Specifically, Nuveen anticipates strong opportunity for growth across RIAs as most managers look to expand their syndicate alongside traditional wirehouse and IBD platforms. “This is a trend that we expect to elevate as more RIA firms partner with fintech providers in order to reduce the operational friction related to alternatives investing,” says Carlin. In addition, client education around the asset class will be essential and firms with a broad distribution presence acting in a consultative manner will attract more market share, he says. In terms of headwinds, generally speaking, the rapidly growing competitive landscape given recent asset manager M&A activity within the wealth channel will be something to watch over the course of 2022 and beyond, he adds.
Uneven capital flows
Yet capital flowing to non-traded REITs is by no means evenly disbursed. Blackstone is dominating the market, grabbing $24.9 billion in 202—68 percent of total capital raised, according to Stanger. Starwood Capital Group trailed at a distant second with $6.3 billion. “Blackstone came into the non-traded REIT sector in 2018 in a big way looking for the retail investor and going through wirehouses and they have been very successful at it,” says Sprow. And while Starwood’s number pales compared to Blackstone, it is an “off the charts” number for the non-traded REIT industry, he says.
That fundraising momentum has continued in first quarter with Blackstone raising nearly $7.8 billion and Starwood $2.0 billion. Rounding out the top five are FS Investments at $512.0 million, Ares Management Corp. at $420.5 million and Nuveen at $347.5 million, according to Stanger.
Blackstone and Starwood also have benefited by the fact that they have not only been able to raise capital efficiently, but they can invest in portfolio-level investments. “The scale of their investments is so much larger than what some of these other guys can do,” says Sprow. For example, Blackstone was paying a premium over listing price for some of their acquisitions last year. However, because they are so big, they can get away with paying a premium and still give their shareholders pretty good monthly rates of return and increased NAV, notes Sprow. “I think economies of scale really play into that,” he says.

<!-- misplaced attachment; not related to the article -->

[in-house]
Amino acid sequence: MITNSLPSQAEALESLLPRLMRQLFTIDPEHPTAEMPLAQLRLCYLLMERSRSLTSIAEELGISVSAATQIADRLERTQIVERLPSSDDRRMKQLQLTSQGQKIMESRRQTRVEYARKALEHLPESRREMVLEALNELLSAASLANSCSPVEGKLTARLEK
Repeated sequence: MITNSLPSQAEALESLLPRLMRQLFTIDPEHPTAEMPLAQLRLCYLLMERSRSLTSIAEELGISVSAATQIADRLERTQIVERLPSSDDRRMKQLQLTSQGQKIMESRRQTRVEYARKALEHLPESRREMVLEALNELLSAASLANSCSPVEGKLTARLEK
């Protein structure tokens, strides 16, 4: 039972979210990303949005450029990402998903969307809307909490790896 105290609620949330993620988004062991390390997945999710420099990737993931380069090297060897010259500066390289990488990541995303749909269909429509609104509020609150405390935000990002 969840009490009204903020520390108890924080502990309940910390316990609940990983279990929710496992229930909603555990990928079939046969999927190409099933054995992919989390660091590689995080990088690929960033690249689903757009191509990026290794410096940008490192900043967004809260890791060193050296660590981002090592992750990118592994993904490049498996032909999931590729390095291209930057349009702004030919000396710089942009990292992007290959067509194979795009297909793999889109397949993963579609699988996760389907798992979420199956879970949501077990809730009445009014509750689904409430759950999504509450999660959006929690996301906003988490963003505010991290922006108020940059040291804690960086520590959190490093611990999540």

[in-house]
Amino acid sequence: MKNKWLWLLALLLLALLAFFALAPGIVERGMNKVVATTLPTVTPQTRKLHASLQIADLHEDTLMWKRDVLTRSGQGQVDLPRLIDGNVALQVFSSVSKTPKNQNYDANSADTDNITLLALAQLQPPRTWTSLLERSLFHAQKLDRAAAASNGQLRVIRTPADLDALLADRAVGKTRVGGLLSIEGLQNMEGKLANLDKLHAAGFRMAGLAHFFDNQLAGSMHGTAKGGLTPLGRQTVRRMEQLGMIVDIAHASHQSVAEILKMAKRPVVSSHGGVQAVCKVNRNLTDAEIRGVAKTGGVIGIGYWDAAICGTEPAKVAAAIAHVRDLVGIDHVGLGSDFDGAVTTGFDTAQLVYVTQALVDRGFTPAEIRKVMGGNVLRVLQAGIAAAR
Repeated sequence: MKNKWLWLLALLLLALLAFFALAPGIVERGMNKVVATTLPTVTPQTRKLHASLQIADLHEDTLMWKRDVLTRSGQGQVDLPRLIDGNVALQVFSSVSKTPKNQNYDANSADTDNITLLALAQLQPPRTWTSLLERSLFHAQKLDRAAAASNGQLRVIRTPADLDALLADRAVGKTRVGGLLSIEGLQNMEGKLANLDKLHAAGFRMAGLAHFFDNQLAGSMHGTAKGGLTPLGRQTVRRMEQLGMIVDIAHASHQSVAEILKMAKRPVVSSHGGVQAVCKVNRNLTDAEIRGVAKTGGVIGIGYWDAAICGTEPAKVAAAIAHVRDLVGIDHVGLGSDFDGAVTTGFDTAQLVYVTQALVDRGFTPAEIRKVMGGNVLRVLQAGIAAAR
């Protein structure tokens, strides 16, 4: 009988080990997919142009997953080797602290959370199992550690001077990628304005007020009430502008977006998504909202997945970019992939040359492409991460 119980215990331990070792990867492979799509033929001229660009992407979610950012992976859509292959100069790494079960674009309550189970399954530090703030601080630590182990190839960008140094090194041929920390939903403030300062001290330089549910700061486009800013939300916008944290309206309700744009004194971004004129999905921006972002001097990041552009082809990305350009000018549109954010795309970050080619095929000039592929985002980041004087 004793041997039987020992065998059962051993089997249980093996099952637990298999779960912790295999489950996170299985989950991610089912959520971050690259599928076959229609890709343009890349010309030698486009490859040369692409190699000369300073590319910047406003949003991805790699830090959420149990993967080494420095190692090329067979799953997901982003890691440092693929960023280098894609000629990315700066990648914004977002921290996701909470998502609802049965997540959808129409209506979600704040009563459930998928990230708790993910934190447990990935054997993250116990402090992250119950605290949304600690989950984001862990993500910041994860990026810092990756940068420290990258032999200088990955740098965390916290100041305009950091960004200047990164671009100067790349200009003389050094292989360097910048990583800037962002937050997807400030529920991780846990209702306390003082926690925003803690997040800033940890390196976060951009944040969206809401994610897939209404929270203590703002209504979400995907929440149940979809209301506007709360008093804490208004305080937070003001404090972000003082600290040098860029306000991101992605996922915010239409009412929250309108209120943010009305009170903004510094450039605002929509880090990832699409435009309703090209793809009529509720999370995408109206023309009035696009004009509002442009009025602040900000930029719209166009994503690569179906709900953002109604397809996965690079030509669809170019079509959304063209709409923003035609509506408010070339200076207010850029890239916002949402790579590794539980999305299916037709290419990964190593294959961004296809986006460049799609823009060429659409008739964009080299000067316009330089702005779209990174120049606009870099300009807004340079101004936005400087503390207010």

Fighting for market share
The challenge ahead for non-traded REIT sponsors is competing for attention in an increasingly crowded market with new players continuing to enter the market. According to Stanger, there is a “flurry” of sponsors exploring the NAV REIT space, and Apollo Realty Income Solutions Inc. recently registered a $5 billion NAV REIT that will likely commence fundraising in 2022.
Cantor Fitzgerald, Nuveen and KKR have all launched non-traded REIT products in the past five years. Others have gained a foothold in the market through acquisitions. For example, Ares Management Corp. acquired Black Creek Group in 2021. Brookfield Asset Management acquired a majority stake in Oaktree Capital Management in 2019, which allowed Brookfield to step into the firm’s dormant non-traded REIT. Brookfield is in the early stages of expanding that REIT. Brookfield announced in November that it had completed the transition of Oaktree Real Estate Income Trust to Brookfield Real Estate Income Trust Inc. and is now distributing Brookfield REIT through the Brookfield Oaktree Wealth Solutions platform.
“There isn’t unlimited shelf space. The distribution channels, the private wealth businesses of the banks, are becoming more selective about the products they want to make available to their advisors and, ultimately, their clients,” says Vaughan. “It is going to be increasingly hard for those that don’t have some very unique advantage to compete.”
Sponsors have to demonstrate to the financial advisors and sales channels why their product is different. That could drive growth of more sector specific products, such as Ares Industrial Real Estate Income Trust, which focuses on warehouses and logistics. “This is an area that is going to favor very skilled asset management groups that have the ability to invest capital at scale and do it in a way that really is different,” says Vaughan. “So, I think the industry will favor larger scale managers.”